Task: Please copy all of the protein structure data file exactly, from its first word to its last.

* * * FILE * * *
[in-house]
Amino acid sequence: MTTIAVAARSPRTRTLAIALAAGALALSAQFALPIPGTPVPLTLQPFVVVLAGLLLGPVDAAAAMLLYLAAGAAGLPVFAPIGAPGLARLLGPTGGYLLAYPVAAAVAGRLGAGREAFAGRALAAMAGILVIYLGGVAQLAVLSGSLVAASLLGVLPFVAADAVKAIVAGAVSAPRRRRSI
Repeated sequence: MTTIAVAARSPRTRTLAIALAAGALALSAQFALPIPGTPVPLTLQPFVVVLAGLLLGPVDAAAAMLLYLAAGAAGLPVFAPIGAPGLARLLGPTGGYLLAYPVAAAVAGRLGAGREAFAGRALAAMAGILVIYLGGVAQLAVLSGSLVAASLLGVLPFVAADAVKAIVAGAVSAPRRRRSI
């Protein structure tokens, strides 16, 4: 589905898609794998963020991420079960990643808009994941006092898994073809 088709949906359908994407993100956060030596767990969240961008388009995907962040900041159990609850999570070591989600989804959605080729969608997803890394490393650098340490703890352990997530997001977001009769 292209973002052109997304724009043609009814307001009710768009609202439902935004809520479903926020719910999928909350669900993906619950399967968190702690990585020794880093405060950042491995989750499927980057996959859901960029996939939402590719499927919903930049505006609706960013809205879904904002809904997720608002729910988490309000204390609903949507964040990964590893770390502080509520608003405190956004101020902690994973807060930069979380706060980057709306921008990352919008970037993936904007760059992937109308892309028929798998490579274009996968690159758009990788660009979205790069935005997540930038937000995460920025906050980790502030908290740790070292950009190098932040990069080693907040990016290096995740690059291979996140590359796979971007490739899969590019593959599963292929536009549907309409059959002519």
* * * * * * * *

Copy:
[in-house]
Amino acid sequence: MTTIAVAARSPRTRTLAIALAAGALALSAQFALPIPGTPVPLTLQPFVVVLAGLLLGPVDAAAAMLLYLAAGAAGLPVFAPIGAPGLARLLGPTGGYLLAYPVAAAVAGRLGAGREAFAGRALAAMAGILVIYLGGVAQLAVLSGSLVAASLLGVLPFVAADAVKAIVAGAVSAPRRRRSI
Repeated sequence: MTTIAVAARSPRTRTLAIALAAGALALSAQFALPIPGTPVPLTLQPFVVVLAGLLLGPVDAAAAMLLYLAAGAAGLPVFAPIGAPGLARLLGPTGGYLLAYPVAAAVAGRLGAGREAFAGRALAAMAGILVIYLGGVAQLAVLSGSLVAASLLGVLPFVAADAVKAIVAGAVSAPRRRRSI
């Protein structure tokens, strides 16, 4: 589905898609794998963020991420079960990643808009994941006092898994073809 088709949906359908994407993100956060030596767990969240961008388009995907962040900041159990609850999570070591989600989804959605080729969608997803890394490393650098340490703890352990997530997001977001009769 292209973002052109997304724009043609009814307001009710768009609202439902935004809520479903926020719910999928909350669900993906619950399967968190702690990585020794880093405060950042491995989750499927980057996959859901960029996939939402590719499927919903930049505006609706960013809205879904904002809904997720608002729910988490309000204390609903949507964040990964590893770390502080509520608003405190956004101020902690994973807060930069979380706060980057709306921008990352919008970037993936904007760059992937109308892309028929798998490579274009996968690159758009990788660009979205790069935005997540930038937000995460920025906050980790502030908290740790070292950009190098932040990069080693907040990016290096995740690059291979996140590359796979971007490739899969590019593959599963292929536009549907309409059959002519």